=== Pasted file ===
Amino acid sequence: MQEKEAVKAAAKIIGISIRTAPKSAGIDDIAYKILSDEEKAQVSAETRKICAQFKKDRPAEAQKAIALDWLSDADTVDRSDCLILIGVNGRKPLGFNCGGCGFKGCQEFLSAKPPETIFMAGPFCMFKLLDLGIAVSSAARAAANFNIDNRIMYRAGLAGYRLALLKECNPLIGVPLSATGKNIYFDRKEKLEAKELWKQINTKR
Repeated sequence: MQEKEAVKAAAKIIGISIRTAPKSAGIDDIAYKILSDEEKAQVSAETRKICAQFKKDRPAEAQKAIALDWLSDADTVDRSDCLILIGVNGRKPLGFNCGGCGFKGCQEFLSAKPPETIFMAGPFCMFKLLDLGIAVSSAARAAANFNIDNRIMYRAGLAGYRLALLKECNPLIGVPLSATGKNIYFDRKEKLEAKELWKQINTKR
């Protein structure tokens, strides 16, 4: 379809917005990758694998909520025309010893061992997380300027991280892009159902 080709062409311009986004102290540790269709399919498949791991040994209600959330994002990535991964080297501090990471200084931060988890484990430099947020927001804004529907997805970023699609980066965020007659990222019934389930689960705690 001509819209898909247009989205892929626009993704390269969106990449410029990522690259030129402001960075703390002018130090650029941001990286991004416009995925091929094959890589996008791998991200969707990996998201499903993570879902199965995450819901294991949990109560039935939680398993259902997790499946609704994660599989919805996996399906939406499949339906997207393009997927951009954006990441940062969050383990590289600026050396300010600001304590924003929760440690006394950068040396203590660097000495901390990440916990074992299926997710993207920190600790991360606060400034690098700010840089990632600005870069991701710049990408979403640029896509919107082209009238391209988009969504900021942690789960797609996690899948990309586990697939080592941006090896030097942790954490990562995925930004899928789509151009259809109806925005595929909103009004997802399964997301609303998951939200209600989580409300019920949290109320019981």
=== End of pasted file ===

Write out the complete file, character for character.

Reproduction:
Amino acid sequence: MQEKEAVKAAAKIIGISIRTAPKSAGIDDIAYKILSDEEKAQVSAETRKICAQFKKDRPAEAQKAIALDWLSDADTVDRSDCLILIGVNGRKPLGFNCGGCGFKGCQEFLSAKPPETIFMAGPFCMFKLLDLGIAVSSAARAAANFNIDNRIMYRAGLAGYRLALLKECNPLIGVPLSATGKNIYFDRKEKLEAKELWKQINTKR
Repeated sequence: MQEKEAVKAAAKIIGISIRTAPKSAGIDDIAYKILSDEEKAQVSAETRKICAQFKKDRPAEAQKAIALDWLSDADTVDRSDCLILIGVNGRKPLGFNCGGCGFKGCQEFLSAKPPETIFMAGPFCMFKLLDLGIAVSSAARAAANFNIDNRIMYRAGLAGYRLALLKECNPLIGVPLSATGKNIYFDRKEKLEAKELWKQINTKR
């Protein structure tokens, strides 16, 4: 379809917005990758694998909520025309010893061992997380300027991280892009159902 080709062409311009986004102290540790269709399919498949791991040994209600959330994002990535991964080297501090990471200084931060988890484990430099947020927001804004529907997805970023699609980066965020007659990222019934389930689960705690 001509819209898909247009989205892929626009993704390269969106990449410029990522690259030129402001960075703390002018130090650029941001990286991004416009995925091929094959890589996008791998991200969707990996998201499903993570879902199965995450819901294991949990109560039935939680398993259902997790499946609704994660599989919805996996399906939406499949339906997207393009997927951009954006990441940062969050383990590289600026050396300010600001304590924003929760440690006394950068040396203590660097000495901390990440916990074992299926997710993207920190600790991360606060400034690098700010840089990632600005870069991701710049990408979403640029896509919107082209009238391209988009969504900021942690789960797609996690899948990309586990697939080592941006090896030097942790954490990562995925930004899928789509151009259809109806925005595929909103009004997802399964997301609303998951939200209600989580409300019920949290109320019981």